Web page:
I was, I confess, tempted. But my misery did not want their company.
My heart was sore. I was far from home, struggling to process the news of my mother’s cancer, and my father’s anger. Struggling to accept that my best friend had finally, firmly, rejected the gospel. Struggling with the impotency of working in a country where poverty and sickness were giants in the land. God seemed remote, silent. Like a wax saint.
“Vete al templo. Go to the temple,” my Catholic friends had urged. But the cathedral, despite the beauty of filigree, jewel-toned paint, votives and effigies, was starkly empty. It felt as though God had departed from me, and I wondered when – if – he would come back. Hunched over in the scarred pew, I yearned for God to come and fill the temple with his presence.
In Israel’s history the temple was where man came to meet with God, to offer sacrifices of worship or atonement, to inquire of the Lord for understanding and direction, or simply to “gaze upon his beauty”. The temple was where the heavenly realm overlapped with the earthly one, a place which God filled with his glory and presence. But the temple that I was sitting in that morning only echoed with an appalling silence.
I thought wistfully of Eden, where God’s presence was immediate and all-pervasive, a Creator walking among his creatures. Sin had broken this communion, leaving man neither fit nor able to stand in God’s holy presence. But when a temple was built where priests might mediate, God had filled that temple with his glory. Would he do so now, for me?
I thought of the fiery cloud that had hovered at the entrance of Moses’ tent, filled and covered the tabernacle throughout Israel’s forty years in the wilderness, then five hundred years later filled Solomon’s temple as he dedicated it in prayer. But when, after four hundred years, Solomon’s temple was destroyed Israel taken captive to Babylon, Ezekiel described the fiery cloud departing from the temple. God…left. Desolate hearers clung to promises that, someday, he would return. Were they hopeful? Or were they wary and weary, as I was?
Seventy years later Israel was still waiting, until an entirely new temple was built. By decree of a Persian king, walls were erected by Nehemiah. But when that temple was dedicated, old men wept. For it was but a shadow of its former splendor, and the glory of God did not return to fill it. The prophet Haggai promised that the fiery cloud would indeed one day return, saying, “The glory of this latter temple shall be greater than the former”, but were they prepared for another four-hundred year wait? Years in which their hopes would be further dashed by a Greek emperor defiling their altar with sacrificial pigs?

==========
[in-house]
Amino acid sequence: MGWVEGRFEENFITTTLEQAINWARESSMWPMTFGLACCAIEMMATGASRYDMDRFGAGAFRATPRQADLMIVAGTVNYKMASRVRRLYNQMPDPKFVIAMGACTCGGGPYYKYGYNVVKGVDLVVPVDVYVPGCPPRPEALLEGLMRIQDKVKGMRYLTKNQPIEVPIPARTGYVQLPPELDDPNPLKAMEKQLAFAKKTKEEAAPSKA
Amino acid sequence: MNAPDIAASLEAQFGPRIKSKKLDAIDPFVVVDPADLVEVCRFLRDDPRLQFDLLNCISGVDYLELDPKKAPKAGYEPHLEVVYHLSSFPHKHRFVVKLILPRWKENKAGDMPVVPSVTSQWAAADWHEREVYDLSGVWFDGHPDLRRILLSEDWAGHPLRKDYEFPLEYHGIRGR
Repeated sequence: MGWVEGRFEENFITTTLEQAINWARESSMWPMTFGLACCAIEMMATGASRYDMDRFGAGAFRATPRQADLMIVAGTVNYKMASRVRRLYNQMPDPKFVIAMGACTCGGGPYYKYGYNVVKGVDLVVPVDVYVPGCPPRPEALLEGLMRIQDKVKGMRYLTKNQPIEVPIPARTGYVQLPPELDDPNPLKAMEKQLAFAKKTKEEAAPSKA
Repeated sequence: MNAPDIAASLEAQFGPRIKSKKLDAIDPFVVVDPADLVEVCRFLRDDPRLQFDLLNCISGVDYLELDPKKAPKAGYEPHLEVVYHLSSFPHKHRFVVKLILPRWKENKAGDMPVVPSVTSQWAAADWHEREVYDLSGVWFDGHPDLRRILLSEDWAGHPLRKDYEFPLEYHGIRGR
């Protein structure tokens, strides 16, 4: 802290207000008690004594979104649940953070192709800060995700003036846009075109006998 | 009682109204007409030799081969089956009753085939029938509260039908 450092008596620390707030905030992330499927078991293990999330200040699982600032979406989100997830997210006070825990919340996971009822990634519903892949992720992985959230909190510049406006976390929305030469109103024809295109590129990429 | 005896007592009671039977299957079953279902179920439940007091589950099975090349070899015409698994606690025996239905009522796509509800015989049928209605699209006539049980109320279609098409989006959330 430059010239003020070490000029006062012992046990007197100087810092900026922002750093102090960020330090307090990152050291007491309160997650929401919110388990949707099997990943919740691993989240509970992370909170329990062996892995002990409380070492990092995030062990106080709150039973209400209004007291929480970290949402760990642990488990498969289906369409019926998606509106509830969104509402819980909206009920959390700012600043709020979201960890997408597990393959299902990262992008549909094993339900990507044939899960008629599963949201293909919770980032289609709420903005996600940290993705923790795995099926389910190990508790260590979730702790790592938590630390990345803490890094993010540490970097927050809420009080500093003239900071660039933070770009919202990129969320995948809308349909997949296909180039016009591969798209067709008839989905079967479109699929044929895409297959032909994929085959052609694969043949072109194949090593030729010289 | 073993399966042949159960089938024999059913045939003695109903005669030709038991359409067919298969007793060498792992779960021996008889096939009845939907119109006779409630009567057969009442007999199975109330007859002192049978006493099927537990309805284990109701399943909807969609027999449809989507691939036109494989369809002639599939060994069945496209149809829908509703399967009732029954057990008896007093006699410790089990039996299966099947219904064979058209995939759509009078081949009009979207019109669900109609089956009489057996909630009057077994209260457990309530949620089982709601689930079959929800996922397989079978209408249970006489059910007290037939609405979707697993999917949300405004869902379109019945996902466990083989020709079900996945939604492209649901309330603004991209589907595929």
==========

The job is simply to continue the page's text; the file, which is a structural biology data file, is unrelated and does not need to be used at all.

Angry Jewish revolutionaries arose to liberate the temple for a brief time, but still God’s glory did not return, despite the flames of the Menorah remaining miraculously alight. I glanced around the cathedral at flickering votive candles, unlikely to be confused with the fiery cloud of God’s holy presence.
Israel’s hopes sagged further when Rome took over, and then were pinned upon a puppet king. Herod the Great enlarged the temple area to a size of nearly thirty-five acres, resplendent with balustrades, pillars and priceless adornments. But at its dedication the fiery cloud did not descend. And when, a few years later, a small, insignificant infant was brought to be dedicated in the temple, he was wholly unrecognizable as the being in whom heaven and earth, human and divine, met and made manifest the glorious presence of God on earth. God came back. And the temple, as a building, became irrelevant.
Sunlight glinted through stained glass as I reflected on the painted images of tongues of fire hovering over ecstatic disciples. By his death and resurrection, Christ redefined the concept of the temple completely. At Pentecost the fiery cloud returned at last to fill the temple – the living temple of those believers who were gathered in prayer. Christ’s followers themselves had become the place and the means through which God’s presence would invade the earth, building for his kingdom until he comes to renew the earth.
God came back, just as he promised. To first century believers, and to me that day in Mexico. And he comes back - again and again - whenever we meet with him in prayer. Just as with Moses and the priests of old, whenever a Christ-follower turns to God the fiery cloud fills the temple, the whole of his Living Temple - his people. And God’s people, I realized in astonishment, are everywhere! Surely when we pray, God’s presence must come wherever believers are to be found, all around the world: a reality-shattering presence that shakes and challenges the complacency and self-absorption of believers and bystanders alike.
The pew eventually grew uncomfortable, and resounding brass bells heralded a coming Mass. But I could not leave just yet. I felt an urgency to pray, knowing that his presence, in the person of his Holy Spirit, was with me, within me, waiting to blaze in and through all believers like a pillar of fire. I thought of the pastor who was visiting my mother in the hospital, the Christian teacher who had promised to pursue my atheist friend, the faithful volunteers determined to bring hope to orphans, widows, and the poorest of the poor. I thought of these and others, living stones scattered across the globe.
“Come, Holy Spirit,” I whispered. “Fill your Temple.”
 John 17:22-23; 1Pet. 2:5; 1 Cor. 3:16